It now only remains to assure your Lordship, if such an assurance is indeed necessary, that, in quitting your native land, you bear with you the esteem and the regret of the Society. Though removed to a distant quarter of the globe, you will still be present to our thoughts. Every event, which befals you, will be to us a subject of the liveliest interest: and, with our prayers for the success of your public labours, we shall mingle our petitions for your personal safety and welfare; humbly beseeching the Giver of all good gifts, that He will be pleased to shower His choicest earthly blessings on your head, till He shall at length call you, in the fulness of age and honour, to receive that eternal reward, which He has reserved, in His heavenly kingdom, for those who are the instruments of turning many unto righteous


Reply of the Bishop of Calculla. In reference to himself and the difficulties of his undertaking, the Bishop says—

I cannot forget, that it was this So

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ciety which administered to the wants and directed the energies of the first Protestant Missionaries to Hindostan ;

that, under its auspices, at a later period, Swartz, and Gerickè, and Kohlhoff, went forth to sow the seeds of light and happiness in that benighted country; and that, still more recently, within these sacred walls (for SACRED I will venture to call them, when I consider the purposes to which they are devoted, and the prayers by which they are hallowed) Bishop Middleton bade adieu to that country which he loved, and to that Church of which he was one of the brightest ornaments. With such examples of learning and holiness around me, with such models of Christian Zeal before me, I may well be acquitted of assumed humility, when I profess a deep and painful sense of my own insufficiency. His Lordship speaks of his future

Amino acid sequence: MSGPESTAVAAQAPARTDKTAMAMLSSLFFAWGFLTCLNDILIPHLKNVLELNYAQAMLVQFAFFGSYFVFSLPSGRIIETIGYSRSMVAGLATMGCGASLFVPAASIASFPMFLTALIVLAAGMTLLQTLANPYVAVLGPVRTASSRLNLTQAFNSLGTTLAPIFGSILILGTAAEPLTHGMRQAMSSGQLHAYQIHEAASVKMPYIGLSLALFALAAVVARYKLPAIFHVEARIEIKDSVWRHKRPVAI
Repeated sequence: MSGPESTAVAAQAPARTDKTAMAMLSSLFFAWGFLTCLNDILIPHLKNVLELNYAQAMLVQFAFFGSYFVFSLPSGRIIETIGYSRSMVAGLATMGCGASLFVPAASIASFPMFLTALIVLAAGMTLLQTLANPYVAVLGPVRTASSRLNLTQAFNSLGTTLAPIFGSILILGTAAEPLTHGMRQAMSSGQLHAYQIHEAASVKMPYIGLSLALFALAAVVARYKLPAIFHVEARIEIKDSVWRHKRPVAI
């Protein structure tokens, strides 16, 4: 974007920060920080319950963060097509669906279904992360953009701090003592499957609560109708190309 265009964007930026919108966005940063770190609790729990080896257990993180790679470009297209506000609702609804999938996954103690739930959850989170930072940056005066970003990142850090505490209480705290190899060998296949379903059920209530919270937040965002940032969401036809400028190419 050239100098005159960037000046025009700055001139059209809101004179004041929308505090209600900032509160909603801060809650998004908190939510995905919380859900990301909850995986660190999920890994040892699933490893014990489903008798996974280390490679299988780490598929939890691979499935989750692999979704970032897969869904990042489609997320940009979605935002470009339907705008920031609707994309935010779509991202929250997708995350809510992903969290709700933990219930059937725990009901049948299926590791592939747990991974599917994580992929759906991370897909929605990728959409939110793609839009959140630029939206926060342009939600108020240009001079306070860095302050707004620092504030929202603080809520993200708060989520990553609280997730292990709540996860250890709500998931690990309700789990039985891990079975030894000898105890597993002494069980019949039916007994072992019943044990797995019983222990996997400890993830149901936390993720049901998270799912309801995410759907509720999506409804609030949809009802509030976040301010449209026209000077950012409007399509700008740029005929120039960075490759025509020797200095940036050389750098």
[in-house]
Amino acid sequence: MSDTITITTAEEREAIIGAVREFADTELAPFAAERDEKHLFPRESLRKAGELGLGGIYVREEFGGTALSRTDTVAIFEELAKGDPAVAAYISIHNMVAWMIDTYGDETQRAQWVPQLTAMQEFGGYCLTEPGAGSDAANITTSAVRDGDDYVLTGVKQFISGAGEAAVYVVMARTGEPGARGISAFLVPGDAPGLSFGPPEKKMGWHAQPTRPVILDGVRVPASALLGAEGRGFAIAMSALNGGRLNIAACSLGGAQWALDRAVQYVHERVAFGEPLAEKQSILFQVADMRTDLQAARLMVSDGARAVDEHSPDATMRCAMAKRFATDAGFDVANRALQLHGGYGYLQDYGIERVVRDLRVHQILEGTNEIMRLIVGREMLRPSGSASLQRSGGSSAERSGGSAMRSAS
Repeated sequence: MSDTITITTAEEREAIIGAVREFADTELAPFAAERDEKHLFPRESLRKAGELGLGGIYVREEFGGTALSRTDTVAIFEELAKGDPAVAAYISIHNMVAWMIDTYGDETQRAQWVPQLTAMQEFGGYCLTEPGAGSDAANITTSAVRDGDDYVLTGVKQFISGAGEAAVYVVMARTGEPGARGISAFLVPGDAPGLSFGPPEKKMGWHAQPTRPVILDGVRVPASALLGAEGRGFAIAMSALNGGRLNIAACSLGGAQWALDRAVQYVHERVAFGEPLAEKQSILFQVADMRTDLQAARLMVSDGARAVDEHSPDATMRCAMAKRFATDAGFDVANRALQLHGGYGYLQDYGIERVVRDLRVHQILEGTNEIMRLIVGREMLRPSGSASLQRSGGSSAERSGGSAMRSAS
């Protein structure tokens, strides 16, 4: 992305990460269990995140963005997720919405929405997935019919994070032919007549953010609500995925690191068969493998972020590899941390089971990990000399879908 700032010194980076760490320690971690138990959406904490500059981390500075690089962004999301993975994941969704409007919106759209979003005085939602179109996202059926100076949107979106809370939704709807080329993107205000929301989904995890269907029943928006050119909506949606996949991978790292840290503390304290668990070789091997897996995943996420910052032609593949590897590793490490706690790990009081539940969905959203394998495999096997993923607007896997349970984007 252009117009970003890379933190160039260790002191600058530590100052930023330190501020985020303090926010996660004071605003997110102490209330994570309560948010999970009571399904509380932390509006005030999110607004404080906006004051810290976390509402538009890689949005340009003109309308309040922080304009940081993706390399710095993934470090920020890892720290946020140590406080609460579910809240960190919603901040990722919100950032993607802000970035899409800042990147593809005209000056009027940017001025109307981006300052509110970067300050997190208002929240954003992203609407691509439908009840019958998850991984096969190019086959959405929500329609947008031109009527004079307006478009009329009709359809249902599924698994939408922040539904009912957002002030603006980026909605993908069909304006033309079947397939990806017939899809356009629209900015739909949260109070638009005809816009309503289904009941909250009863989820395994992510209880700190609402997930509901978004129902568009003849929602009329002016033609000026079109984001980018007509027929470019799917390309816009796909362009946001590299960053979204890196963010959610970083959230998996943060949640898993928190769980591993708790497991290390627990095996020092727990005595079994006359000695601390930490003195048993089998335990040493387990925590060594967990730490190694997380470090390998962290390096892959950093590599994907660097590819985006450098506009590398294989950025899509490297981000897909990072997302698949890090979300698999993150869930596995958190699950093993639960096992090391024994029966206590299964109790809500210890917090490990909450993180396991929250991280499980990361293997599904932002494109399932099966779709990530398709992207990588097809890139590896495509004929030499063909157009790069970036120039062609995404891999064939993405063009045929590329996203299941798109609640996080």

course as

--that awful and overpowering en. terprise, which (if I know my own heart) I can truly say, I undertake not in my own strength, but in an humble reliance on the prayers and counsels of the good and the wise, and on that assistance, above all, which, whosoever seeks it faithfully, shall never fail of receiving. On the encouragement afforded by the progress of the Society's Missions, the Bishop thus speaksNor, my Lord Archbishop, will I seek to dissemble my conviction, that, slow as the growth of truth must be in a soil so strange and hitherto so spiritually barren, distant as the period may be when any very considerable proportion of the Natives of India shall lift up their hands to the Lord of Hosts, yet, in the degree of progress which has been made, enough of promise is given to remove all despondency as to the eventual issue of our labours. When we recollect, that one hundred years have scarcely passed away, since the first Missionaries of this Society essayed, under every imaginable circumstance of difficulty and discouragement, to plant their grain of mustard-seed in the Carnatic when we look back to those Apostolic Men, with few resources save what this Society supplied to them; without ENCOURAGEMENT, without SUPPORT; compelled to commit themselves, not to the casual HOSPITALITY, but to the systematic and bigoted INHOSPITA

LITY of the Natives; seated in the street, because no house would receive them; acquiring a new and difficult language, at the doors of the schools, from the children tracing their letters on the sand-can we refrain, not only from admiring the faith and patience of those eminent Saints, but from comparing their situation with the port which Christianity now assumes in the East, and indulging the hope, that, one century more, and the thousands of converts, which our Missionaries already number, may be extended into a mighty multitude, who will look back with gratitude to this Society, as the first dispenser of those sacred truths which will then be their guide and their consola


In allusion to the manner in which the Bishop of Bristol had spoken of him, the Bishop of Calcutta ob


There is no man who knows better than myself-and this, my Lord, is no time for dissembling-how little these praises are deserved. Yet even these praises, by God's grace, I would hope may not be useless to me. They may teach me what manner of man the Society for Promoting Christian Knowledge desires as her agent and corre